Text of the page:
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>Notown Records

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>Brenda Holloway has probably one of my very favorite soul/pop songs of the early 60’s, “When I’m Gone”, but it only hit #25 on the top 100. Her voice was sweet like Mary Wells and Diana Ross, but had an edge, like Martha Reeves. “When I’m Gone” is tense because she transitions from soft to hard at key moments – a technique all smart girls should know. Girl wrote her own songs, showed her nana’s on album covers, and played with the Beatles at their big Shea Stadium concert, but she wasn’t a real hit. What does it take in this country to make it big? Bitch, I salute you no matter what. Maybe Motown stifled her with a lack of promotion, highlighted in this article:

Brenda Holloway says “Motown didn’t believe a woman could cut it alone, but if I got a male co-writer it was alright!”


“I was very sexy at the time. My skin couldn’t breathe unless it was exposed! My costumes were made for sex appeal not for women. In fact women wanted to pull me off that stage and knock my teeth out because they thought I was flirting with their men. I was influenced by Tina Turner. But when I was touring the Southern states, trying to be like Tina, Smokey Robinson told me not to do it again. He said “You have a voice, you don’t need to act like her”. So I tried to tone down by act, but it didn’t work for me”. Brenda Holloways’ decision to leave Motown stemmed from frustration “I just walked out. I was actually in the middle of a recording session with Smokey Robinson, when I ran away to L.A. He later called me there and I told him I didn’t want to be with Motown anymore. There was no future there for me because there was a long span when I was doing nothing. Then when Gladys Knight came in to do my songs that was the straw that broke the camel’s back”.

Written by alexgfrank

December 3, 2008 at 5:44 pm

>Ike & Tina Turner – Hold On Baby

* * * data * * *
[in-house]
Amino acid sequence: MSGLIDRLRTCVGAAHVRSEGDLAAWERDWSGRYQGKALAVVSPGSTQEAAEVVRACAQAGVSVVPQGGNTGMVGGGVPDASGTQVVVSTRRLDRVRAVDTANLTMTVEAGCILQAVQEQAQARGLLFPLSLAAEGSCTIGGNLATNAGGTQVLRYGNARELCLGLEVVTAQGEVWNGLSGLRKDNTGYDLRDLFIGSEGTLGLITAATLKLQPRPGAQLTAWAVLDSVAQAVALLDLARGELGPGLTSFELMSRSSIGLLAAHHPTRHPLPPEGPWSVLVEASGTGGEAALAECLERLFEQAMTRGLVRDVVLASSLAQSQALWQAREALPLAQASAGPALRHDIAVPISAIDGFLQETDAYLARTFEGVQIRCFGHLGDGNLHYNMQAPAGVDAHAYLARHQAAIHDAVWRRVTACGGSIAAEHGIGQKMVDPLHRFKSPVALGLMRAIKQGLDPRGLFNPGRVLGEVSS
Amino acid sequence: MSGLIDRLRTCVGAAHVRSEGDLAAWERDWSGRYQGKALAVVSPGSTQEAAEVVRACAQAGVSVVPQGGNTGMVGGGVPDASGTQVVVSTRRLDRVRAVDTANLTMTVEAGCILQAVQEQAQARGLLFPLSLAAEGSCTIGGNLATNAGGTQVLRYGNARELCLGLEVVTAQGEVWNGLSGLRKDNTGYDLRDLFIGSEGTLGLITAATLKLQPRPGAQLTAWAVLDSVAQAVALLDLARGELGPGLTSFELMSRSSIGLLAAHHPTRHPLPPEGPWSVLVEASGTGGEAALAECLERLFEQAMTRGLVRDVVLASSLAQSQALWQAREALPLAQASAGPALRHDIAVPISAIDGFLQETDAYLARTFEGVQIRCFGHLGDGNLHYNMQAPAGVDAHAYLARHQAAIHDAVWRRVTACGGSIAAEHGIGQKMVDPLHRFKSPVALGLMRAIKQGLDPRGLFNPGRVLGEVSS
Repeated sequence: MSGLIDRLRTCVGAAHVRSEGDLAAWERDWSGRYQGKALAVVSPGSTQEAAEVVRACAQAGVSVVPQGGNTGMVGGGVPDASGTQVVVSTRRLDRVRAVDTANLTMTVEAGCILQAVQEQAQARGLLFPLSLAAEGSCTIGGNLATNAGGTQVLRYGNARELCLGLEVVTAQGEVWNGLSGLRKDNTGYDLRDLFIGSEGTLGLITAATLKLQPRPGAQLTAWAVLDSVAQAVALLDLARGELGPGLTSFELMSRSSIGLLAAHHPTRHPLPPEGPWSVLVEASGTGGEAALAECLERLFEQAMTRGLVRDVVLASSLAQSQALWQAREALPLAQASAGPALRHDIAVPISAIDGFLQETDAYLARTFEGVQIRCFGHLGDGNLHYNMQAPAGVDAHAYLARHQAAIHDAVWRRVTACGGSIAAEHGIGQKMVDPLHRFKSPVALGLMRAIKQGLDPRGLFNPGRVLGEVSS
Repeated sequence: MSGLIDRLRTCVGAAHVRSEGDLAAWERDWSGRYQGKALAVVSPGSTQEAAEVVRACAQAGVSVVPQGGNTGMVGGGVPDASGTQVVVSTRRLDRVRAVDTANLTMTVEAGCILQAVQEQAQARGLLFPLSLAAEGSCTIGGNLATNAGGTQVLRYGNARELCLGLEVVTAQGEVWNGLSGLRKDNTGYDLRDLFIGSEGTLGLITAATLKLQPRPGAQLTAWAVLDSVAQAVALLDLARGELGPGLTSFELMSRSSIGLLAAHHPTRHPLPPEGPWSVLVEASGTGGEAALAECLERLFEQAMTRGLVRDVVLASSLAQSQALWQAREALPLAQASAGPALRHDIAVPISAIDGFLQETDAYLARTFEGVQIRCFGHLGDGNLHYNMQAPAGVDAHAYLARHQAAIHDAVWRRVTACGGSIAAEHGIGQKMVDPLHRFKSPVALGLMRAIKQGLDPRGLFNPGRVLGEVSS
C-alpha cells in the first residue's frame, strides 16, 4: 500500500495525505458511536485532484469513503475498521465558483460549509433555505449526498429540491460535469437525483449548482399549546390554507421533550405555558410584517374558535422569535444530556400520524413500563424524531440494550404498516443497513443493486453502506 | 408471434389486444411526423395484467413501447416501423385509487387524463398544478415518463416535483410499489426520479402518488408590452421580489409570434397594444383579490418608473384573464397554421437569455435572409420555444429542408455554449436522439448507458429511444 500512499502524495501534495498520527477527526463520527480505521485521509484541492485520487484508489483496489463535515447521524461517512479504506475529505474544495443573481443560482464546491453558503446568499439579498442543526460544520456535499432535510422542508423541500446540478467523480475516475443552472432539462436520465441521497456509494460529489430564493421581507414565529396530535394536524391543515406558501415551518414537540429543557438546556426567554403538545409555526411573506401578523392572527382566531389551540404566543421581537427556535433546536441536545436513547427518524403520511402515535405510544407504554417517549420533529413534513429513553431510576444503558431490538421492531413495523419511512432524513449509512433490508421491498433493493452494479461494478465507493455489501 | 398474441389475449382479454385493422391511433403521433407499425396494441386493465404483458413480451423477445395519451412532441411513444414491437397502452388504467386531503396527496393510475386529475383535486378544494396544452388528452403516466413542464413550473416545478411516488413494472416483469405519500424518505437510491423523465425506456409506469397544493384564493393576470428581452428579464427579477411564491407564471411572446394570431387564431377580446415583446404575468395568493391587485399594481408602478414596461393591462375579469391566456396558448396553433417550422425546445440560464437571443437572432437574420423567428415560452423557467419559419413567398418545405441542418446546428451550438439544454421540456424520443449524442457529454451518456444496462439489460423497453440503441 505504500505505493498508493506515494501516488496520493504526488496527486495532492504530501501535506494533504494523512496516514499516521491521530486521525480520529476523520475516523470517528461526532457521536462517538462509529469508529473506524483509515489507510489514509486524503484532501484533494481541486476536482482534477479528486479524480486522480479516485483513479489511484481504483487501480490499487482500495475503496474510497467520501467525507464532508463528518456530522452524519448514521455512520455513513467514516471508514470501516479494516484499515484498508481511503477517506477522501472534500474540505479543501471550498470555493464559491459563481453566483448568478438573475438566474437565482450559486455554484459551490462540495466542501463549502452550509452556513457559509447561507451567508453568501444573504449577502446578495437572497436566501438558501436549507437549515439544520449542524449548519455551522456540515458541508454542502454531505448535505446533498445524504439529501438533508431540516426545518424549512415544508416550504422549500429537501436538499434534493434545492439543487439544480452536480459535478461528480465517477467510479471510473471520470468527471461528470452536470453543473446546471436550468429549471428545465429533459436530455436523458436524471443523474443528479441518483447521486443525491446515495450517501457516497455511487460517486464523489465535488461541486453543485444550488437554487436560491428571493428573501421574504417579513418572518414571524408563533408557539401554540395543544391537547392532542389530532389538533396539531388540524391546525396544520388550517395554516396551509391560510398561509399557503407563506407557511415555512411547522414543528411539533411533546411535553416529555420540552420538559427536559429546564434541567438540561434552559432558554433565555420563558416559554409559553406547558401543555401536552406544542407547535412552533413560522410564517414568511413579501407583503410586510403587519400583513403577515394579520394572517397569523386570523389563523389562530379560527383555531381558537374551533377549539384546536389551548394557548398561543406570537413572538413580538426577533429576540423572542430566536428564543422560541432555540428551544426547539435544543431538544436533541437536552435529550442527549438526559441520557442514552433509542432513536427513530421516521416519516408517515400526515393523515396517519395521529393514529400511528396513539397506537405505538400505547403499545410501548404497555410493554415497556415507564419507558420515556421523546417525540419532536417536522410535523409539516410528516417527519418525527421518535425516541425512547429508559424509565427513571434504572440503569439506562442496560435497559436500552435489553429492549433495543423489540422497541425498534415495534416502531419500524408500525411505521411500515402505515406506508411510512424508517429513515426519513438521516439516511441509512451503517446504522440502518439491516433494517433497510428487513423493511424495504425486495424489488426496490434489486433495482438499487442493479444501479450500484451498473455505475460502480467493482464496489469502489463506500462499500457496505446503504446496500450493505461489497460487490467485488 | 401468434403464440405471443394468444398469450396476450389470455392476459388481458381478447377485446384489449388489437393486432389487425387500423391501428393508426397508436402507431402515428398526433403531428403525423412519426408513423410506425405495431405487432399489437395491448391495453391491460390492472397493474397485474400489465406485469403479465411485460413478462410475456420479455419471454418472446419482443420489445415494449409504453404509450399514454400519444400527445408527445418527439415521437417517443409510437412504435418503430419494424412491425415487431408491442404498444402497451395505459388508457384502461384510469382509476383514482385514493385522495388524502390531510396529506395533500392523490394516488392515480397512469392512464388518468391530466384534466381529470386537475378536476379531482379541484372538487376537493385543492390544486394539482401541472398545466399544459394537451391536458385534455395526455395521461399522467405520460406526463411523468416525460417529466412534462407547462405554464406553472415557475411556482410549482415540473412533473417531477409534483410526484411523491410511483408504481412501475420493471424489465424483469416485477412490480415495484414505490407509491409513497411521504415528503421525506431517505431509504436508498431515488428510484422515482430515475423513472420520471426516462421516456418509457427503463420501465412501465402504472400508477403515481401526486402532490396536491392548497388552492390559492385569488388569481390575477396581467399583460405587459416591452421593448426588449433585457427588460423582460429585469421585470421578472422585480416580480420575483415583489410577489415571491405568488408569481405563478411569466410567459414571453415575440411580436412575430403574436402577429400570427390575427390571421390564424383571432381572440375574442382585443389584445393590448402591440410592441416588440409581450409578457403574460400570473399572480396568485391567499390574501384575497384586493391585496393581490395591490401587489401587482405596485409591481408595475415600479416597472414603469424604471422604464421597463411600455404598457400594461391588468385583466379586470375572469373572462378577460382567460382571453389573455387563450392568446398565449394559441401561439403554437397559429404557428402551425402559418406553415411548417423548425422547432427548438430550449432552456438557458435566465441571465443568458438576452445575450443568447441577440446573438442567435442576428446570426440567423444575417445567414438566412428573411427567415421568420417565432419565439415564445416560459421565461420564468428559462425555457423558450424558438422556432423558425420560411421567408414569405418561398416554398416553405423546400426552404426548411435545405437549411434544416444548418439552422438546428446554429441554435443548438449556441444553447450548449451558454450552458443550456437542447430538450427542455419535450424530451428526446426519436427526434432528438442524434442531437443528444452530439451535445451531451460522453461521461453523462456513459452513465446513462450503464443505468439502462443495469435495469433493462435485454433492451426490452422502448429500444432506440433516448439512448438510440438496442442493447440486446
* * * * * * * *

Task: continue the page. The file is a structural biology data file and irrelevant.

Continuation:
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>I don’t believe a song unless I sense some urgency – if you don’t care about making the song, then I don’t care to listen. And I can always tell. But there are some Ike & Tina Turner jams that have so much damn urgency I need a warm towel and some smelling salts after a listen – these two lovebirds were holding on for dear life. From “Make ‘Em Wait”, about a a father (played by Ike, no doubt) who commands his daughter to save herself for marriage and keep it away from all those boys “who will call you Queen” when she turns 18, to, more famously, “A Fool in Love”, where Ike lays out a case for Tina to stay with someone who, even though “treats you like he do, [is] such a good man”. You think Phil Spector is fucked up? He ain’t got shit on this husband & wife. In our personality obsessed age, the cultural and personal politics of Ike & Tina’s greatest hits are, to say the least, fucked.

None more so than “Hold On Baby”, written and produced by who else but the Angel of Sonic Death Sir Phil Spector. Find me a song more fucked then this and I’ll buy you a 7-inch: Phil has Tina pleading her boyfriend (Ike) to hold on for dear life against the adversity of people trying to break them up. The nameless “THEY” are the enemy – “They try to tear us apart, you know, they try to break our hearts, They won’t be leaving us alone, until they break our happy home”. Poor Ike, having to deal with the annoying clattering of worrying-for-Tina family and friends! Of course, he finds a sympathetic ear, and recording studio, in Phillie baby. And Phil does have Ike’s back in this case, turning the aural drama up to a fever pitch. Did we just enter rock ‘n roll church? You half expect some spirit-embodied shining light to come down from the heavens and bless poor Tina when this little number comes on. With reverb on as high as it can go, each instrument and voice, especially those Ikettes in the back, reach from bottom to top of each note. This Wall of Sound extends from Heaven all the way down to Hell – there’s no getting through this one!

Tina sounds crazed too, even more so than usual. There’s an aesthetic necessity for her panic. As each “HOLD ON” gets higher and higher, the song structure forces her to strain. And he might be a dick, but Phil knows music, because just like Levi Stubbs of the Four Tops, Tina soumds best when she sounds like she’s working so hard her lungs might jump out of her body. Tina’s running a marathon in this one. I’m sure it’s not one take, but aesthetically the song never stops, so the audience gets the illusion that Tina is gasping for air.

Have you heard a song more claustrophobic or suffocating than this? And no, its not just the studio environment. Phil reportedly paid Ike $20,000 to keep his mouth shut during their recording session, so that studio was probably as much fun as a date with Dick Cheney. But the song itself holds the real oppression. Phil could make his songs ethereal or domineering – there’s nothing in between with him; you know which one he picked on this one. Its aggressive, haunting, and chilling, and Phil and Tina never sounded better.


Written by alexgfrank

November 11, 2008 at 10:16 pm